Born out of Jean-Pierre Melville’s love of 1930s Hollywood crime dramas, Le Samouraï (1967) is unquestionably one of the best homages to film noir. The film itself is a cross between classic film noir and Japanese yakuza samurai films, melding the principled noir anti-hero and the honor-bound, wandering warrior samurai figure into a rumination on the loneliness of the drifter. Le Samouraï achieves a minimalist noir style and, in embracing the utter fatalism of film noir, gives audiences one of the bleakest depictions of a doomed noir anti-hero. By incorporating these elements of film noir and the narrative conventions of the samurai, Melville’s film is a brilliant depiction of film noir as contemporary tragedy.
Le Samouraï tells the story of Jef Costello (Alain Delon), a contract killer hired to assassinate a nightclub owner. The film follows Jef as he steals a car, replaces its tags, establishes his alibi with girlfriend Jane (Nathalie Delon) and some poker players, shoots the nightclub owner, survives a police lineup, is double crossed by his employers who are patrons or otherwise involved with the nightclub, and eludes the police in a manhunt across the city of Paris. Throughout all this, the samurai-gangster-assassin Jef Costello betrays barely an emotion. He is all glacial silence, living by a samurai code of solitude with only a caged bird for company. His personal code does not allow him to pursue personal relationships. With every turn, it is clear that Jef never compromises his principles, even for the sake of his own happiness.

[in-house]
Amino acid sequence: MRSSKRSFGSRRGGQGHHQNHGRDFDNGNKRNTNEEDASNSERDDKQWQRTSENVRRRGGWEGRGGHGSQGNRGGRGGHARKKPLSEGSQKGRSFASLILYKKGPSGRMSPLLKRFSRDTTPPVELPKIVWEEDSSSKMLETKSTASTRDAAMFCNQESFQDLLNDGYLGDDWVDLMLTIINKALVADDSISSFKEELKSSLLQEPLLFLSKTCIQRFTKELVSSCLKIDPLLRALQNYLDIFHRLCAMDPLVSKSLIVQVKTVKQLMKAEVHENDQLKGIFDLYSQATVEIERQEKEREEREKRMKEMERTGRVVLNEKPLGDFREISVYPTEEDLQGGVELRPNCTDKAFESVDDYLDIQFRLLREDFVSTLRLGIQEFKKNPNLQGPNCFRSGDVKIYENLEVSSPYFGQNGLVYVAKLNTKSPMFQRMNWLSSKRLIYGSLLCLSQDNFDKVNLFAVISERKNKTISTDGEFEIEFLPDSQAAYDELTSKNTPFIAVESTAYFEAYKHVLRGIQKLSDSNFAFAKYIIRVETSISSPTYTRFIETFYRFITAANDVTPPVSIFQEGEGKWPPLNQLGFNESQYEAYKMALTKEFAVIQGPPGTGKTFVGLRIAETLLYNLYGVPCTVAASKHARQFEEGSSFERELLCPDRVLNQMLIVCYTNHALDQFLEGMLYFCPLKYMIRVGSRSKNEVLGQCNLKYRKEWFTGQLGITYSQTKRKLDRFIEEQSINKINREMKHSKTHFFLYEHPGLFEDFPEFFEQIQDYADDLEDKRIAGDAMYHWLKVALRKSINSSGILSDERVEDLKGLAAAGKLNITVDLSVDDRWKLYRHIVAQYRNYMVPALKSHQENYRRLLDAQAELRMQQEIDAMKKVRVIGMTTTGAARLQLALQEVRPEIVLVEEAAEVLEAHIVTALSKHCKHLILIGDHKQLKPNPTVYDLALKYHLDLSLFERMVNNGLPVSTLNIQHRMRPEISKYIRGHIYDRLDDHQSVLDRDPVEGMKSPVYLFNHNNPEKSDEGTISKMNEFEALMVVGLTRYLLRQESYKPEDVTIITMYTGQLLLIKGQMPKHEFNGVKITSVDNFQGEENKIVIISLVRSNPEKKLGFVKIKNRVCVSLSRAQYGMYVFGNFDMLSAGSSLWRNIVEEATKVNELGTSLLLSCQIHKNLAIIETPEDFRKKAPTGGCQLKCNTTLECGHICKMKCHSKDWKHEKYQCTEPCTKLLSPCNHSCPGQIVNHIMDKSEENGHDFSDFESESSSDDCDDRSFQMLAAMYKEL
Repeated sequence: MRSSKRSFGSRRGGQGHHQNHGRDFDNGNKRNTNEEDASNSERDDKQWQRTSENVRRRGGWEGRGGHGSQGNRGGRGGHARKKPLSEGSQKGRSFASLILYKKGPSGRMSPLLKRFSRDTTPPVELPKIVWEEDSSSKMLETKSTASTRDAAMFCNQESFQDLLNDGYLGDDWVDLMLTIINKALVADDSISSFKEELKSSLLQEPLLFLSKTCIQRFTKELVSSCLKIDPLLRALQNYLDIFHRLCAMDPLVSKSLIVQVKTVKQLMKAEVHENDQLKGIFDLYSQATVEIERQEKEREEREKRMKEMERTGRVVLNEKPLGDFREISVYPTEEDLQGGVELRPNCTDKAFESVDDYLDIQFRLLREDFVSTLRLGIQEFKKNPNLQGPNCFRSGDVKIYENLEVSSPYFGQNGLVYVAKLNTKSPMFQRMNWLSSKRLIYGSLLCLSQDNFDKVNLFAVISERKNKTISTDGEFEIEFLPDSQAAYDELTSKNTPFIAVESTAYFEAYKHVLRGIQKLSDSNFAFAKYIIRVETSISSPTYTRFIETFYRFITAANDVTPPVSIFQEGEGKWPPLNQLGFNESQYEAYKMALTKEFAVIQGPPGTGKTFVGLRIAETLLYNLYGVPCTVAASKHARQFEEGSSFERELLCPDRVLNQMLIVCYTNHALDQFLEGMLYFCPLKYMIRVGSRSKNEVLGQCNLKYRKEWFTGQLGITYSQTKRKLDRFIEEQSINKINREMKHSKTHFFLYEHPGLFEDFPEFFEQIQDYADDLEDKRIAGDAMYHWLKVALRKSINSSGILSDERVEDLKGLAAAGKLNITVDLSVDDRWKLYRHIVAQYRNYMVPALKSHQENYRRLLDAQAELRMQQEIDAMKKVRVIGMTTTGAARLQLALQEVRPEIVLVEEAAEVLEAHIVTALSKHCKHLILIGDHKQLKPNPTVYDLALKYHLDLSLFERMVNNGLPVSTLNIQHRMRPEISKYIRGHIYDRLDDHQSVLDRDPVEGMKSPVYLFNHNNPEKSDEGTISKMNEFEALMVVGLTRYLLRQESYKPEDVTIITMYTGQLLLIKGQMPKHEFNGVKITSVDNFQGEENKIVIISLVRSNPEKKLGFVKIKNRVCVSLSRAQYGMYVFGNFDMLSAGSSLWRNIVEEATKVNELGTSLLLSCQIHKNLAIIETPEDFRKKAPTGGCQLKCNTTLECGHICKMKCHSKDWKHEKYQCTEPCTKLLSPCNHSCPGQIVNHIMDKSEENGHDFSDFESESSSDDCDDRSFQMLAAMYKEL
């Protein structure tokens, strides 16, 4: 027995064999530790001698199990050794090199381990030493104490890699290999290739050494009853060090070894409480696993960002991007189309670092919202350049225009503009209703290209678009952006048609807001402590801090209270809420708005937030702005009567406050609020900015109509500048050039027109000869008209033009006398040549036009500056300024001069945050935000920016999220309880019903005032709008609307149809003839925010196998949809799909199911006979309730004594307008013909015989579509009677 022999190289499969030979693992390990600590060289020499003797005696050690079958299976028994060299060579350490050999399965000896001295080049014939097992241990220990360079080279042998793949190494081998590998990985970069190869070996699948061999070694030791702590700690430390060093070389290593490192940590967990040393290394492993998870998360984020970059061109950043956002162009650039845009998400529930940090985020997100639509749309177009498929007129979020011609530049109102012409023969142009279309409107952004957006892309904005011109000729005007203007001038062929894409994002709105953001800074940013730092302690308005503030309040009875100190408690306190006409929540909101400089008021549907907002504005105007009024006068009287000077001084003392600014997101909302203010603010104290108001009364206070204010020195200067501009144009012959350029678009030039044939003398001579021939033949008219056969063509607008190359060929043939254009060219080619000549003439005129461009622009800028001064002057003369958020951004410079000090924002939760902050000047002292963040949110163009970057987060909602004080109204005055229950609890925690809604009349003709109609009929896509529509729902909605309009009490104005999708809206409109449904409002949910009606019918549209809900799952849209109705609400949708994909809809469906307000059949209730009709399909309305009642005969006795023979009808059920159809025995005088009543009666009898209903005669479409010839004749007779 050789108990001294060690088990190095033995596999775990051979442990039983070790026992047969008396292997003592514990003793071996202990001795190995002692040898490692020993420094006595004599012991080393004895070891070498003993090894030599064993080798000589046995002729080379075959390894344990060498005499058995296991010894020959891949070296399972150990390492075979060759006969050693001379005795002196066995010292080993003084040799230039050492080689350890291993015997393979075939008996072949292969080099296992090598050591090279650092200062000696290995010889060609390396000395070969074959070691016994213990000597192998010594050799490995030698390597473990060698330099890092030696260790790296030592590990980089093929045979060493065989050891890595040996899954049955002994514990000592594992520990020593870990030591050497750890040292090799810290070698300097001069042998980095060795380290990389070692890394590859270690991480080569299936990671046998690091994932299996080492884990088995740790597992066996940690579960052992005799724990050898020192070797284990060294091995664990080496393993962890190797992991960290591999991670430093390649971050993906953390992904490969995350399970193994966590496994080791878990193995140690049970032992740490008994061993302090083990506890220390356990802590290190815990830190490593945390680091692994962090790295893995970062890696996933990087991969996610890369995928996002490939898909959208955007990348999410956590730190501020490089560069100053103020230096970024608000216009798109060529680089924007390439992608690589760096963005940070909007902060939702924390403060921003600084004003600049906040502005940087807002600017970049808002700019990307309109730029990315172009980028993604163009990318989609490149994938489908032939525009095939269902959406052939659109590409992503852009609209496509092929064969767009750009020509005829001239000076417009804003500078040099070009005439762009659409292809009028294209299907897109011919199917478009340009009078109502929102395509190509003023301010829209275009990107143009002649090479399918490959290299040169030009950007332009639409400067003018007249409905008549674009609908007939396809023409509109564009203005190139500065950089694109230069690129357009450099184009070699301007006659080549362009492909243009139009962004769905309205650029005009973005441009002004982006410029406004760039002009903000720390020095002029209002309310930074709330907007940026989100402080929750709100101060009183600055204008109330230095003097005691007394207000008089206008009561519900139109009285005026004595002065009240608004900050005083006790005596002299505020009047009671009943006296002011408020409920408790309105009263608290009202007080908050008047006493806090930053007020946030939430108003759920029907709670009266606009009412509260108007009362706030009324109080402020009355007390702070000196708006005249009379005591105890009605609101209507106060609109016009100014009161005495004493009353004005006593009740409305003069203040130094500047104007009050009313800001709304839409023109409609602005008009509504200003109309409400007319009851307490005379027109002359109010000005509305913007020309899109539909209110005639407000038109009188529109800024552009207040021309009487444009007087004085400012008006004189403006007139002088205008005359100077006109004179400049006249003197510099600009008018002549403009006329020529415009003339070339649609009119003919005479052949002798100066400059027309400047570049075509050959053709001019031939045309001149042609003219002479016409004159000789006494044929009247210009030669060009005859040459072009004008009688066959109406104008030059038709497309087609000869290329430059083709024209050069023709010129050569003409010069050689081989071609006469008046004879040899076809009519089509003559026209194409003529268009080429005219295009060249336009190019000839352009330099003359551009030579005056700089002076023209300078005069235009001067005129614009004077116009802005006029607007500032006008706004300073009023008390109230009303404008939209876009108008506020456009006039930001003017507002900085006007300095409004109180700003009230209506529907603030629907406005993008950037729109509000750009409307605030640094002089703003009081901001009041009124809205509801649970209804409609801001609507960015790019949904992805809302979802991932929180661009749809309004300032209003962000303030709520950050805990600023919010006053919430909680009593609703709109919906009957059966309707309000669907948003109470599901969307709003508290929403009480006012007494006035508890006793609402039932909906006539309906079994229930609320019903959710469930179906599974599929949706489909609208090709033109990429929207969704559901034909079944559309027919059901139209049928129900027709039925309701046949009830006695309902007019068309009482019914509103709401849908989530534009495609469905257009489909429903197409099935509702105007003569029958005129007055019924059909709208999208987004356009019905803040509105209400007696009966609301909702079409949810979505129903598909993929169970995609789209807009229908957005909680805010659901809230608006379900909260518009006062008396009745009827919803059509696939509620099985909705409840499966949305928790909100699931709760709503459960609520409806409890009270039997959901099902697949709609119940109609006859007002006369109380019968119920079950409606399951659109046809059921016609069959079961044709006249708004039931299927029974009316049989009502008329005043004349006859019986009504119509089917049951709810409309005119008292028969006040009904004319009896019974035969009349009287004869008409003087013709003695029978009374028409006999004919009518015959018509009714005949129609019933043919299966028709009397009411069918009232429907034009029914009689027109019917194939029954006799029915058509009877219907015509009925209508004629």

The character of Jef Costello is very much an alienated anti-hero in the noir tradition. His occupation as a hired gun, his trench coat and hat, and his aversion to the police all make him a visual approximation of the classic American noir gangster. Even his name, Jef, recalls American noir and Robert Mitchum’s character in the influential noir classic Out of the Past. What separates Le Samouraï from its precursors, aside from its defined minimalism and overall style, is the choice of Alain Delon as the silent, lone assassin. Unlike the noir heroes of the 1940s, Delon is undeniably attractive. His exceptional good looks lend the film and the samurai-gangster a cool, decidedly cruel exterior. Jef is a magnetic character whose charismatic looks entice and fascinate the audience as much as they do the other characters in the film. Melville is very much aware of this and alludes to Delon’s looks throughout the film, as when the police inspector puts Jef in a row of other suspects, has them exchange clothes, and the witness is still immediately drawn to Jef Costello’s face.